What did you think of these books? What should we review next week? Let us know below!


Review: Deadpool and the Mercs for Money #2

deadpool and mercs for money #2 lim variant coverDeadpool and the Mercs for Money #002 follows the story of Deadpool, and his team of mercenaries, attempting to sell a future predicting robot to the highest bidder. As might be expected when dealing with criminals, demons, and megalomaniacs, these negotiations don’t always go smoothly.

Deadpool is, well, Deadpool. Constantly talking to himself, insulting everyone around him, and breaking the fourth wall. The comic also serves to introduce the other members of Deadpool’s team: Stingray, Slapstick Solo, Foolkiller, Massacre and Terror. All the other members apart from Stingray are out trying to negotiate deals for the robot.

The Mercs for Money serve as nice contrast from the Avengers and X-Men, all trying to save the world. The Mercs only care about one thing; money. They couldn’t care less if the world gets taken over, ravaged by war, or even destroyed, so long as they get paid. So, they turn to the highest bidders to sell the robot, all of whom happen to be people that want to do one more of the aforementioned things.

From petty criminals to world domination obsessed executives and megalomaniacal demons, Deadpool ends up with a lot of potential buyers. However, instead of taking the logical route, Deadpool comes up with an idea that’s just about as crazy as he is.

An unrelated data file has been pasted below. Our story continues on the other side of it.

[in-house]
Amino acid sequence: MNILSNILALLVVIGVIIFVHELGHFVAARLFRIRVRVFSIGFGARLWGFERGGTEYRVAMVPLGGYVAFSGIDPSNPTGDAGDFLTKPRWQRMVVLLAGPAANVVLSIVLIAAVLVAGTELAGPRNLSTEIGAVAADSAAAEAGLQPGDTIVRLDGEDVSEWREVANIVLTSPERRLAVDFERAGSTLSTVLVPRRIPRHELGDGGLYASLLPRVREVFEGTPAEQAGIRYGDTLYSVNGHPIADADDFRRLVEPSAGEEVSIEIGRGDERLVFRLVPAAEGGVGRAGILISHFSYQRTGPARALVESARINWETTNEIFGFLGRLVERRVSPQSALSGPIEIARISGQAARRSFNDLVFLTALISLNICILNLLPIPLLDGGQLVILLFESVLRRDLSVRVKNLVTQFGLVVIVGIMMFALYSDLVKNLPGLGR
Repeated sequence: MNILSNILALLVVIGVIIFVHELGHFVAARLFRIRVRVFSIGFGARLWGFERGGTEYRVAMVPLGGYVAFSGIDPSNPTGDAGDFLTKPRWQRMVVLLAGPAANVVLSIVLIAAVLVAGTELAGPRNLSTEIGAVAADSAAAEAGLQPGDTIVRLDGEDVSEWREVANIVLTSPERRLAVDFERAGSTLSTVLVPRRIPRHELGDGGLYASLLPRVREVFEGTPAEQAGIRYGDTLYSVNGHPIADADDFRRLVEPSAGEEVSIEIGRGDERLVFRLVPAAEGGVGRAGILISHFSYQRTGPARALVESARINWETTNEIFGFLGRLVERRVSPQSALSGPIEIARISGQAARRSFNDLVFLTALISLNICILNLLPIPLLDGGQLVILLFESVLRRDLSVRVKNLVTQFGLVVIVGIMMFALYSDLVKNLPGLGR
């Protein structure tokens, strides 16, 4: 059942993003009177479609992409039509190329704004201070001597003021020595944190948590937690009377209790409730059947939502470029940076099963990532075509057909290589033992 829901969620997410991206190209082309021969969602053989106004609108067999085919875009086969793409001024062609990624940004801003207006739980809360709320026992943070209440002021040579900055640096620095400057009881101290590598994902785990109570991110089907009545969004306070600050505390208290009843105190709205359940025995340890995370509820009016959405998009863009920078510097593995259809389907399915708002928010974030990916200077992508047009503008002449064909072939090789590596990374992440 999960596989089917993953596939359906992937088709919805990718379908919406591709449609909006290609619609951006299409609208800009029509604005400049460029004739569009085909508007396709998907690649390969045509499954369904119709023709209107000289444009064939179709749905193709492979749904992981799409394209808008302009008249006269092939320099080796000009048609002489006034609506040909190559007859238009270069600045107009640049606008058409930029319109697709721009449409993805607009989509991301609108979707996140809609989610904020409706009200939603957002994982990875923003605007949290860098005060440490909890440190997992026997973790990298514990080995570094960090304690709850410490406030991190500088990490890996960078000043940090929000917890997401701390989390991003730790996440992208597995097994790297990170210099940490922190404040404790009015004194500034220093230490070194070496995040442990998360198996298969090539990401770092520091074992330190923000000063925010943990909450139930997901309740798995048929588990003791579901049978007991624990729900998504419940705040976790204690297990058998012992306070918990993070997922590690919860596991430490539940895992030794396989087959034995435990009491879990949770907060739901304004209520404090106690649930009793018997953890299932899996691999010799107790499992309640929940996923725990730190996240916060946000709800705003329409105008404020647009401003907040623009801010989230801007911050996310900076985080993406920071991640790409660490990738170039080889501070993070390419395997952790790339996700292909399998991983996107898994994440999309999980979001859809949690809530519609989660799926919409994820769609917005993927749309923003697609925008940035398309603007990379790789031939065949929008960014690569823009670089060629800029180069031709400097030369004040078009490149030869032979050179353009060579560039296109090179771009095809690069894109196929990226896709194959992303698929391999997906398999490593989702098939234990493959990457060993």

As a first impression, the art style was nice, not too overwhelming. The storyline was well organized and each piece tied back into the larger plot. This comic serves as nice Deadpool refresher, even after the movie. Reading it let me appreciate how accurately the movie portrayed the character, and made me like an already great character even more.

Note that Deadpool and the Mercs for Money #2 has two variant covers. The regular edition can be found here: Deadpool and the Mercs for Money #2, while variant 1 can be found here: Action Figure Variant Cover and variant 2 (shown above) can be found here: Lim Variant Cover.

Deadpool and & the Merc$ for Money #002. Writer: Cullen Bunn. Artists: Salva Espin, Declan Shalvey and Jordie Bellaire. Published March 16, 2016 with two additional variant covers. $3.99 US.

Review by Ben Getchell.


Review: DKIII The Master Race

dark knight master race #3Dark Knight III: The Master Race is based upon the legendary The Dark Knight Returns by Frank Miller, and it’s excellent, so do yourself a favor, pick it up and get on it!

Good. Now let’s get into this, and start with a

SPOILER ALERT!

Ready? Okay, here’s my original headline: WAKE UP, SUPERMAN! Your daughter is no longer daddy’s little girl, and THAT may be a problem for us ALL!

In all seriousness, both Frank Miller’s The Dark Knight Returns, and The Dark Knight Strikes Again were two of the most well-read and well-loved comic stories in… well… the history of comics, I’d say. Both have been reprinted, since their original releases, so that new readers can enjoy them the same as old, not to mention the multiple movies that were made based on Miller’s vision. DKIII picks up after The Dark Knight Strikes Again.

It has been a long time to wait to have Frank Miller’s world of the Dark Knight revisited in comics, and the storytellers are sparing no expense when it comes to strange new events and intriguing character developments. Frank Miller, Brian Azzarello, Andy Kubert, Klaus Janson, and Brad Anderson have been working hard on delivering a powerful new story segment, and deliver they have!

Again, SPOILERS TO FOLLOW, so beware!

First, let’s mention the language of the DKIII books, so far. While a bit wordier than Miller’s typical works, the modern use of texting-speak is quite unique in the DKIII comics, and is likely influenced heavily by co-writer Azzarello’s difference in style. It also harkens back, a bit, to the insertion of newscaster comments within TDKR.